Sunday, 29 May 2011

Asking Americans for Directions

So Helena and I tried to go to the beach today. There is a town called Milford a 10-min train ride from New Haven, which the Yale website advertises as having a beach. Furthermore, the internet told us that there is something called Silver Sands State Park in Milford, and that there are busses to the park from Milford even on weekends and holidays. Perfect! (It's something called Memorial Day long weekend down here... apparently in honour of veterans, although no one could explain to me how this differs from Veterans Day).

So, we hopped on the train, and as promised arrived in Milford in ten minutes. As we got off the train we heard gunshots. Turns out it was the Milford Memorial Day parade, and we all know Americans cannot have a parade without firing off guns as often as possible. We went down to where the parade was on the assumption that it was likely to be the centre of town, and therefore probably a good place to catch a bus.

Parade-watching Americans:


After watching the parade for a while, we asked a nearby woman how to get to the state park.

Woman: "Park?"
Helena: "Yes, there is a State Park in Milford?"
Woman: "Oh, the State Park. You can't walk there."
H: "Yes, ok, but we were told there's a bus...?"
W: "No, it's way too far. If you want water, you can go down to the harbour. Why don't you just go down to the harbour and then you can watch the rich people on their boats!"

Awesome. Very helpful. However, we thought maybe there might be something to see down by the harbour, so we headed down. But all we saw were rich people on their boats (and not even sailing - they had literally pulled lawnchairs up to their boats and were sitting beside their boats, drinking).

Then Helena spotted a Bird Sanctuary sign. Perfect! That would do nicely for a little walk and maybe a nice place to sit. There was a little road going in beside the giant Bird Sanctuary sign, and so we followed it into the trees.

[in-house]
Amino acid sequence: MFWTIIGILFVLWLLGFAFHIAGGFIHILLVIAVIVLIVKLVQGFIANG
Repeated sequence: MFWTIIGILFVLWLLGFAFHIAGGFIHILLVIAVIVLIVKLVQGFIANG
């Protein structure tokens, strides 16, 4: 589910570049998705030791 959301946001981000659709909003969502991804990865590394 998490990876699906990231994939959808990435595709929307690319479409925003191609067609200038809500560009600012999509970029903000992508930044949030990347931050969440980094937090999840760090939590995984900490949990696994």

Five minutes later we were looking at houses.

The "bird sanctuary" was about twenty metres deep, with a suburb on the far side.

Huh. America, hey? So, we headed back toward the harbour and stopped at a marina and asked a man sitting there how to find the beach.

Man: "Beach?"
Me: "Yes, we heard there is a beach near here. Maybe at the State Park?"
Man: "Oh, that's too far to walk."
Me: "Yes, THANK YOU, but apparently there is a bus."
Man: "Bus?"
Me: "A bus to the beach?"
Man: "Oh, the SHORE bus."
Me: "Yes! Probably the shore bus."
Man: "I think there is a bus stop somewhere in town." [sends us back exactly the way we came]

So, we trudged back to the centre of town and saw the original woman again. "Oh hi! Did you find the harbour? I could give you a ride to the park, but I won't because then you'd have to hitch-hike back, ha ha! Bye!"

Awesome.

We didn't have a map (mistake!) but Helena remembered roughly the layout of the town and the direction of the park. She said it didn't look too far, and we were assuming that an American idea of "too far to walk" might differ from ours. So we started walking toward the park. It was boiling hot and uphill, and after a while Helena mentioned that on the map she saw, it looked like there were beaches BETWEEN the town centre and the park. So we took a sharp left in the direction they should be and kept walking.